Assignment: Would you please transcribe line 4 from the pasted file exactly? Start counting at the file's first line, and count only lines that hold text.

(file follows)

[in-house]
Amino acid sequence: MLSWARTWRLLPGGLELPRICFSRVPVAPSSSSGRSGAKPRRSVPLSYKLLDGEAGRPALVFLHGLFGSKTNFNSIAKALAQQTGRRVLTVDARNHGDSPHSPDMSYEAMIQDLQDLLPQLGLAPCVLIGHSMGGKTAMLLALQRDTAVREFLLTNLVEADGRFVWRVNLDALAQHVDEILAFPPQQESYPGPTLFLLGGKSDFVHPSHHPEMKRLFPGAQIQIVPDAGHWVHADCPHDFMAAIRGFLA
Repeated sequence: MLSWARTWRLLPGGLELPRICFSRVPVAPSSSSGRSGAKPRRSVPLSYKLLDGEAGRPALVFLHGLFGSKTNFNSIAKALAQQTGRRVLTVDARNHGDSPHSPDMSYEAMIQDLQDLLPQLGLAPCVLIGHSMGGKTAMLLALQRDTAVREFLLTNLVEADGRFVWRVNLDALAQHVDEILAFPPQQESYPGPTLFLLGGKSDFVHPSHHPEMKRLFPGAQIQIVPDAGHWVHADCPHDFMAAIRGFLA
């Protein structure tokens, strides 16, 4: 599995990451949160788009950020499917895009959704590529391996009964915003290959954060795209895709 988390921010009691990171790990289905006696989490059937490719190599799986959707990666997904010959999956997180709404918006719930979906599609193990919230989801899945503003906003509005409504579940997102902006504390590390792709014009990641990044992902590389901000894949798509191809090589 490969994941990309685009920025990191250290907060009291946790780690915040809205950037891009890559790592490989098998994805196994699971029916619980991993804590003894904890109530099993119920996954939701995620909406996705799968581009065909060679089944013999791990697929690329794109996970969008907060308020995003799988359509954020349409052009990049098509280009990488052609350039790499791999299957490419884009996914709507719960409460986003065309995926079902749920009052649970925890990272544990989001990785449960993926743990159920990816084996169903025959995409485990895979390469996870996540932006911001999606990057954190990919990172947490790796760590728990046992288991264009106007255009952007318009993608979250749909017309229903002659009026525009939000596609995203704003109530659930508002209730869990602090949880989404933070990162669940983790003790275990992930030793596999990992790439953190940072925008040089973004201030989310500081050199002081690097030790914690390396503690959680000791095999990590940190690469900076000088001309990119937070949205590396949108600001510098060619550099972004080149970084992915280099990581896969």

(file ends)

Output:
């Protein structure tokens, strides 16, 4: 599995990451949160788009950020499917895009959704590529391996009964915003290959954060795209895709 988390921010009691990171790990289905006696989490059937490719190599799986959707990666997904010959999956997180709404918006719930979906599609193990919230989801899945503003906003509005409504579940997102902006504390590390792709014009990641990044992902590389901000894949798509191809090589 490969994941990309685009920025990191250290907060009291946790780690915040809205950037891009890559790592490989098998994805196994699971029916619980991993804590003894904890109530099993119920996954939701995620909406996705799968581009065909060679089944013999791990697929690329794109996970969008907060308020995003799988359509954020349409052009990049098509280009990488052609350039790499791999299957490419884009996914709507719960409460986003065309995926079902749920009052649970925890990272544990989001990785449960993926743990159920990816084996169903025959995409485990895979390469996870996540932006911001999606990057954190990919990172947490790796760590728990046992288991264009106007255009952007318009993608979250749909017309229903002659009026525009939000596609995203704003109530659930508002209730869990602090949880989404933070990162669940983790003790275990992930030793596999990992790439953190940072925008040089973004201030989310500081050199002081690097030790914690390396503690959680000791095999990590940190690469900076000088001309990119937070949205590396949108600001510098060619550099972004080149970084992915280099990581896969």